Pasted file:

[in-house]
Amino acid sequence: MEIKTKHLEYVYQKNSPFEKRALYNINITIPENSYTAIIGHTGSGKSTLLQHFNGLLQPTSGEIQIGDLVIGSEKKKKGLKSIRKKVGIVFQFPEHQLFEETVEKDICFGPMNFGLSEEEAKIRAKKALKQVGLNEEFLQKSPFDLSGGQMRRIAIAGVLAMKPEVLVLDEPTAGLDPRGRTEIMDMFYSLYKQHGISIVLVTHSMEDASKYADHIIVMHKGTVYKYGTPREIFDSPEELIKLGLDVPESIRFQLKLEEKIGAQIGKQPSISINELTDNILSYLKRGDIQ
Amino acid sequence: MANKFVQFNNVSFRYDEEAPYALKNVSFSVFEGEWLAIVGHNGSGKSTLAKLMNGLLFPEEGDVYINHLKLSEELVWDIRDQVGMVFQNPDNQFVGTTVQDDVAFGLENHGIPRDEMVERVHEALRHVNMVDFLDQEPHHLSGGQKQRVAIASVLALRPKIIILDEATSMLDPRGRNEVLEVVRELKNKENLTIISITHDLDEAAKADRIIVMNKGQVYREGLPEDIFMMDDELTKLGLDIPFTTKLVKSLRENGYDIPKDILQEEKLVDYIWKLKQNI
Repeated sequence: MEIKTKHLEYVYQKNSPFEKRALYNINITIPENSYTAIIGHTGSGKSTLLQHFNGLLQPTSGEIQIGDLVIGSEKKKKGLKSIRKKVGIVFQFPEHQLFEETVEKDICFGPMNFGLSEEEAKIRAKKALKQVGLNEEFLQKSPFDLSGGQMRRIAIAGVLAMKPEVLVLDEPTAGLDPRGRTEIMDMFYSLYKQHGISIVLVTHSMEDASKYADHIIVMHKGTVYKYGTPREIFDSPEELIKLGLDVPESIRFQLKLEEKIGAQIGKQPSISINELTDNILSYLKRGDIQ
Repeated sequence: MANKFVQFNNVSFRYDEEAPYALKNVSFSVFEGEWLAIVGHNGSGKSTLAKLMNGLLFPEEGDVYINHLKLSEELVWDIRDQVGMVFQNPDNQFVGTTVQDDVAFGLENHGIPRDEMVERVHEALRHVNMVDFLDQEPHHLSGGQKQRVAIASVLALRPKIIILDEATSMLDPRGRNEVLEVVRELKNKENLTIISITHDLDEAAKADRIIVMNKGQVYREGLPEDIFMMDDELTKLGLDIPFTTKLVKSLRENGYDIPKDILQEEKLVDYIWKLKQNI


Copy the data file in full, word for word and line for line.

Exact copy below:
[in-house]
Amino acid sequence: MEIKTKHLEYVYQKNSPFEKRALYNINITIPENSYTAIIGHTGSGKSTLLQHFNGLLQPTSGEIQIGDLVIGSEKKKKGLKSIRKKVGIVFQFPEHQLFEETVEKDICFGPMNFGLSEEEAKIRAKKALKQVGLNEEFLQKSPFDLSGGQMRRIAIAGVLAMKPEVLVLDEPTAGLDPRGRTEIMDMFYSLYKQHGISIVLVTHSMEDASKYADHIIVMHKGTVYKYGTPREIFDSPEELIKLGLDVPESIRFQLKLEEKIGAQIGKQPSISINELTDNILSYLKRGDIQ
Amino acid sequence: MANKFVQFNNVSFRYDEEAPYALKNVSFSVFEGEWLAIVGHNGSGKSTLAKLMNGLLFPEEGDVYINHLKLSEELVWDIRDQVGMVFQNPDNQFVGTTVQDDVAFGLENHGIPRDEMVERVHEALRHVNMVDFLDQEPHHLSGGQKQRVAIASVLALRPKIIILDEATSMLDPRGRNEVLEVVRELKNKENLTIISITHDLDEAAKADRIIVMNKGQVYREGLPEDIFMMDDELTKLGLDIPFTTKLVKSLRENGYDIPKDILQEEKLVDYIWKLKQNI
Repeated sequence: MEIKTKHLEYVYQKNSPFEKRALYNINITIPENSYTAIIGHTGSGKSTLLQHFNGLLQPTSGEIQIGDLVIGSEKKKKGLKSIRKKVGIVFQFPEHQLFEETVEKDICFGPMNFGLSEEEAKIRAKKALKQVGLNEEFLQKSPFDLSGGQMRRIAIAGVLAMKPEVLVLDEPTAGLDPRGRTEIMDMFYSLYKQHGISIVLVTHSMEDASKYADHIIVMHKGTVYKYGTPREIFDSPEELIKLGLDVPESIRFQLKLEEKIGAQIGKQPSISINELTDNILSYLKRGDIQ
Repeated sequence: MANKFVQFNNVSFRYDEEAPYALKNVSFSVFEGEWLAIVGHNGSGKSTLAKLMNGLLFPEEGDVYINHLKLSEELVWDIRDQVGMVFQNPDNQFVGTTVQDDVAFGLENHGIPRDEMVERVHEALRHVNMVDFLDQEPHHLSGGQKQRVAIASVLALRPKIIILDEATSMLDPRGRNEVLEVVRELKNKENLTIISITHDLDEAAKADRIIVMNKGQVYREGLPEDIFMMDDELTKLGLDIPFTTKLVKSLRENGYDIPKDILQEEKLVDYIWKLKQNI